Letters to the Editor: She’s making ‘good trouble’ by standing up

Published 6:45 pm Tuesday, March 9, 2021

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Editor’s note: Viola Wells was arrested after an altercation with a neighbor. She was assigned a day for court, but when she arrived, she said a sign on the court door told her it had been canceled for the day. Mrs. Wells said she was informed about how to sign in for a virtual appearance, but the instructions to do so did not include the code to allow her into the meeting. She said she went back to the court to ask about a new court date and was told it had passed and she had not shown up for it, therefore was arrested.

To the editor:

On Feb. 10, I was booked in at the Adams County Sheriff’s Office in Natchez through no fault of my own. You know better than me how they take you in back, sit you on a bench, put you on one of those funny-looking tops, which are not clean, and take your photo.

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Afterward, they tell you they are going to do your paperwork, then you pay your fine — mine was $210. They say they will turn the key and you can go, whatever that means.

I would like to say I have three respectful children who have never experienced this before and I am a senior citizen and am proud to say I did nothing wrong.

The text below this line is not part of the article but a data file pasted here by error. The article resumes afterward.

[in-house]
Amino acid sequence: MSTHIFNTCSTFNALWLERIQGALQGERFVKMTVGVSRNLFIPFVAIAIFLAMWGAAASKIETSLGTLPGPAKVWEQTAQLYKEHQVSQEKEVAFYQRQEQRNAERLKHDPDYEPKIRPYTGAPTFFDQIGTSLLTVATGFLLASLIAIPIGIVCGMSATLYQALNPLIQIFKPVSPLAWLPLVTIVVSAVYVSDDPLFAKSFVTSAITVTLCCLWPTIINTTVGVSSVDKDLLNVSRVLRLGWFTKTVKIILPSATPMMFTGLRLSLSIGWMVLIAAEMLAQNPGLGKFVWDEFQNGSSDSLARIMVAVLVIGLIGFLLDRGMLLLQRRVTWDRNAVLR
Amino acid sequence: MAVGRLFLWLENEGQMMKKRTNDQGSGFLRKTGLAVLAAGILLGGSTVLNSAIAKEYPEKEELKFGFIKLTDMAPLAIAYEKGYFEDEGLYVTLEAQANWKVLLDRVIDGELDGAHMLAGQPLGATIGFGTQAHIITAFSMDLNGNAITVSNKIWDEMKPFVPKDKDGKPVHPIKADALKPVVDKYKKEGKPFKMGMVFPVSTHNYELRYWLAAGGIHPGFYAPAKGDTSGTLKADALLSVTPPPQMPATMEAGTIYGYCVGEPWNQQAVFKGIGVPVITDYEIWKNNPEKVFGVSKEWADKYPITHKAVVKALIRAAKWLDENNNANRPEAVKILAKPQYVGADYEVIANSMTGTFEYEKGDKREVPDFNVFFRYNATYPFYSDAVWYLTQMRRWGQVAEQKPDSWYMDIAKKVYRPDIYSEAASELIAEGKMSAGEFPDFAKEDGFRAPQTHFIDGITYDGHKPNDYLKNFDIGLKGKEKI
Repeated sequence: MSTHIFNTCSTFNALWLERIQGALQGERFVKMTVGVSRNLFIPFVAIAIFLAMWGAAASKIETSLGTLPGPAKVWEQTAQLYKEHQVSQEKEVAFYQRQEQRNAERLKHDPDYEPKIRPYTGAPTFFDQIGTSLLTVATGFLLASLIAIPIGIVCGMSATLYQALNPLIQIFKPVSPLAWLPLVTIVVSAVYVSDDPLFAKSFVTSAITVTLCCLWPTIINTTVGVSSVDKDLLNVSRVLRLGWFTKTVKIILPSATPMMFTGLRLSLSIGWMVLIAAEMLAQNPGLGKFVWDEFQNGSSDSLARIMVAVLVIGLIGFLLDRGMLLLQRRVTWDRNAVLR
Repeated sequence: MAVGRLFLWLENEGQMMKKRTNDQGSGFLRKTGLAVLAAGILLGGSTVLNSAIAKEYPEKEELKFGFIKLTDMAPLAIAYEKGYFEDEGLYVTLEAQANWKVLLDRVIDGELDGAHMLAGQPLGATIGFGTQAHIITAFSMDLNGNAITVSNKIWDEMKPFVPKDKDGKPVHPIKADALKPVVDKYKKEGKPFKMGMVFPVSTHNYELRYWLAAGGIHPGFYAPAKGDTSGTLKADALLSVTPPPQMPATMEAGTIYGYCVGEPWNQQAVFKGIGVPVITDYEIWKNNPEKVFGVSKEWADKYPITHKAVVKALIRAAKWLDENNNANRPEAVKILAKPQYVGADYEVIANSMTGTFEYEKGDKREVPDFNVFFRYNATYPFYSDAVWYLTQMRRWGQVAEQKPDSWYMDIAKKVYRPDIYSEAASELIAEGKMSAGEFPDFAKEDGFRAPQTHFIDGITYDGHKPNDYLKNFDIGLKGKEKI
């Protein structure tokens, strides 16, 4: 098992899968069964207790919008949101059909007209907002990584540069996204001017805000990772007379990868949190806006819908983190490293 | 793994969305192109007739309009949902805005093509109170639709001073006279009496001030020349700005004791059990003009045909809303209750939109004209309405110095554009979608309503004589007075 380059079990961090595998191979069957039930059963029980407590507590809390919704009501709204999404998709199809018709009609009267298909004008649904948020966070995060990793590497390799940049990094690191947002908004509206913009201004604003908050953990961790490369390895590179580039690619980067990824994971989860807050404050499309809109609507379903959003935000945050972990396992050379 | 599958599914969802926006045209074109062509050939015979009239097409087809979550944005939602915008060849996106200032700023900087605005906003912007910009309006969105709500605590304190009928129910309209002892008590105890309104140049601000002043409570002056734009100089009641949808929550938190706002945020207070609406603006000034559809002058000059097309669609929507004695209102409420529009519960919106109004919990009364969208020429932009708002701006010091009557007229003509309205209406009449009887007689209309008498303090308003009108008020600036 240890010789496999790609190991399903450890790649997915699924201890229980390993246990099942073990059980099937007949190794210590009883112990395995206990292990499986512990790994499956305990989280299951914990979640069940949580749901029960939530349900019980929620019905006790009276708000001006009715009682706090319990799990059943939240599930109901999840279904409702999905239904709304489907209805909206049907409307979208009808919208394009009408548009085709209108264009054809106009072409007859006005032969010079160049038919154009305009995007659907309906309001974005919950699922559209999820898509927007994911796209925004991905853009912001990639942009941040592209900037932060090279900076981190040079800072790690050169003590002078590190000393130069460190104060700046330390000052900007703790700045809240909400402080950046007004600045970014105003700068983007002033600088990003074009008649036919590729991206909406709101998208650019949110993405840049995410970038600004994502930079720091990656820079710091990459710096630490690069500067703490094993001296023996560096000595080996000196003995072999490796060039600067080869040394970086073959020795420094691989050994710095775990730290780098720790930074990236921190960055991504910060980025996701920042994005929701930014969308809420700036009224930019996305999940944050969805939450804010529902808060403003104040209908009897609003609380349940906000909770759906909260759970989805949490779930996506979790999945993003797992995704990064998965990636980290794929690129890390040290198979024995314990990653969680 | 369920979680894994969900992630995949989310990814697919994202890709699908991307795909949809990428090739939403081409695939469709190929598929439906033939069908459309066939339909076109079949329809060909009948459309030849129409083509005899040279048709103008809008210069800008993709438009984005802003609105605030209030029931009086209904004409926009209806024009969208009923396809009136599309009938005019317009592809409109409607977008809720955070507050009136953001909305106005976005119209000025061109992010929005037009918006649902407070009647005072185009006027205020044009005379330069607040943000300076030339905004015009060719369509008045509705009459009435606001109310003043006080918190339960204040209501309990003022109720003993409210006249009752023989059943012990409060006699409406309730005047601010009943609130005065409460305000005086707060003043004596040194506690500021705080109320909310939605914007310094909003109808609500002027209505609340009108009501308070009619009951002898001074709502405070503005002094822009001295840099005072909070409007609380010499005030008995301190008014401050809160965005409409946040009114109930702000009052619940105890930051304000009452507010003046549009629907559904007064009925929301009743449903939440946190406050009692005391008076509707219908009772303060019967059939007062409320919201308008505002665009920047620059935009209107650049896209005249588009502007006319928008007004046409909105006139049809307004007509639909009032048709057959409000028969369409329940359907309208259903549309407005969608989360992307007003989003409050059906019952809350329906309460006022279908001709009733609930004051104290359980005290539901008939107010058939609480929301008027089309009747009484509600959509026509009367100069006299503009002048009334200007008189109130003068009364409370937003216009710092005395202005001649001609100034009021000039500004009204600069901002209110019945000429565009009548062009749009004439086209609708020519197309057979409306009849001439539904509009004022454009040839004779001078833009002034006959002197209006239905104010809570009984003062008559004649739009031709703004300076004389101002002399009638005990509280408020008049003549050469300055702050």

Shame on the leadership of Adams County, but suffice it to say don’t worry about the one who you wronged because I see judgment down the road.

So, if Fannie Lou Hammer was strong enough to go demand her right to vote in this era, certainly I can demand my property and respect.

I know I am a strong African-Irish American woman who has confidence in who I am, so no one will define me or my day.

Amy Jacques Garvey, the second wife of Marcus Mosiah Garvey, stated and I quote, “Put your African American feet on the ground and fight like hell for your place in this world.”

And needless to say, my great-great-grandfather was sold as a gift, given 51 acres of land as a gift, became a landowner in 1868, two years after the Civil War. The gift of land was bequeathed to my great-great-grandfather from his slave owner. He was the source and reason for Poplar Hill School, in my opinion, the school where I attended from first through sixth grade. The school was built for the Poplar Hill community.

In addition to the 51 acres that was given to my great-great-grandfather, Delaney Jackson, as a gift, he and some of his children acquired more property — 169 acres total — which is still owned today by our family.

Viola Wells is a Natchez resident.